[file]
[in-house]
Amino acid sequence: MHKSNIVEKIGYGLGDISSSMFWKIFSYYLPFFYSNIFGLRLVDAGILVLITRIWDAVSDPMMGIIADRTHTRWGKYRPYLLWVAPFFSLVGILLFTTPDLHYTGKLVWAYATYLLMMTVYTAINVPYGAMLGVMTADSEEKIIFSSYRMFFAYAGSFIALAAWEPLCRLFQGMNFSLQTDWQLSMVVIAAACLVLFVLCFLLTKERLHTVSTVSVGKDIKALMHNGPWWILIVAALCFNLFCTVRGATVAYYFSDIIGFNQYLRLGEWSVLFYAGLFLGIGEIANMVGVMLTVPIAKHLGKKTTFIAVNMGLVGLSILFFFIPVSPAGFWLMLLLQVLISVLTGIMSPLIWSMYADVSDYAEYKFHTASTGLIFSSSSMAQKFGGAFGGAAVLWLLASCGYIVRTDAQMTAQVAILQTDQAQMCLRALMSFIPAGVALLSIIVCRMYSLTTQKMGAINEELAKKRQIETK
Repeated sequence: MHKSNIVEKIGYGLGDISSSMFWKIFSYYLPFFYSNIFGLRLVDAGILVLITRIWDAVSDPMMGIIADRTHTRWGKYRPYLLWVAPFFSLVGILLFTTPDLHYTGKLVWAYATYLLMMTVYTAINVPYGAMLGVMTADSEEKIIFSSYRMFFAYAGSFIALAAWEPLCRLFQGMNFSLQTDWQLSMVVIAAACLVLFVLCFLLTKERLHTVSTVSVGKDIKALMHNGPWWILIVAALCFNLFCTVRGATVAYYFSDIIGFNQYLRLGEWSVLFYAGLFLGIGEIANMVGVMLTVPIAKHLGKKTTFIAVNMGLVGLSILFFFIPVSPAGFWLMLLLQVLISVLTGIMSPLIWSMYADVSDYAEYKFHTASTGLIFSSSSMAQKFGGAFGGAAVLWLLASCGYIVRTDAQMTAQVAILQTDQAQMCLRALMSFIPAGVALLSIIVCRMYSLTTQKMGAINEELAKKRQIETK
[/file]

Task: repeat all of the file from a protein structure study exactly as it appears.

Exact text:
[in-house]
Amino acid sequence: MHKSNIVEKIGYGLGDISSSMFWKIFSYYLPFFYSNIFGLRLVDAGILVLITRIWDAVSDPMMGIIADRTHTRWGKYRPYLLWVAPFFSLVGILLFTTPDLHYTGKLVWAYATYLLMMTVYTAINVPYGAMLGVMTADSEEKIIFSSYRMFFAYAGSFIALAAWEPLCRLFQGMNFSLQTDWQLSMVVIAAACLVLFVLCFLLTKERLHTVSTVSVGKDIKALMHNGPWWILIVAALCFNLFCTVRGATVAYYFSDIIGFNQYLRLGEWSVLFYAGLFLGIGEIANMVGVMLTVPIAKHLGKKTTFIAVNMGLVGLSILFFFIPVSPAGFWLMLLLQVLISVLTGIMSPLIWSMYADVSDYAEYKFHTASTGLIFSSSSMAQKFGGAFGGAAVLWLLASCGYIVRTDAQMTAQVAILQTDQAQMCLRALMSFIPAGVALLSIIVCRMYSLTTQKMGAINEELAKKRQIETK
Repeated sequence: MHKSNIVEKIGYGLGDISSSMFWKIFSYYLPFFYSNIFGLRLVDAGILVLITRIWDAVSDPMMGIIADRTHTRWGKYRPYLLWVAPFFSLVGILLFTTPDLHYTGKLVWAYATYLLMMTVYTAINVPYGAMLGVMTADSEEKIIFSSYRMFFAYAGSFIALAAWEPLCRLFQGMNFSLQTDWQLSMVVIAAACLVLFVLCFLLTKERLHTVSTVSVGKDIKALMHNGPWWILIVAALCFNLFCTVRGATVAYYFSDIIGFNQYLRLGEWSVLFYAGLFLGIGEIANMVGVMLTVPIAKHLGKKTTFIAVNMGLVGLSILFFFIPVSPAGFWLMLLLQVLISVLTGIMSPLIWSMYADVSDYAEYKFHTASTGLIFSSSSMAQKFGGAFGGAAVLWLLASCGYIVRTDAQMTAQVAILQTDQAQMCLRALMSFIPAGVALLSIIVCRMYSLTTQKMGAINEELAKKRQIETK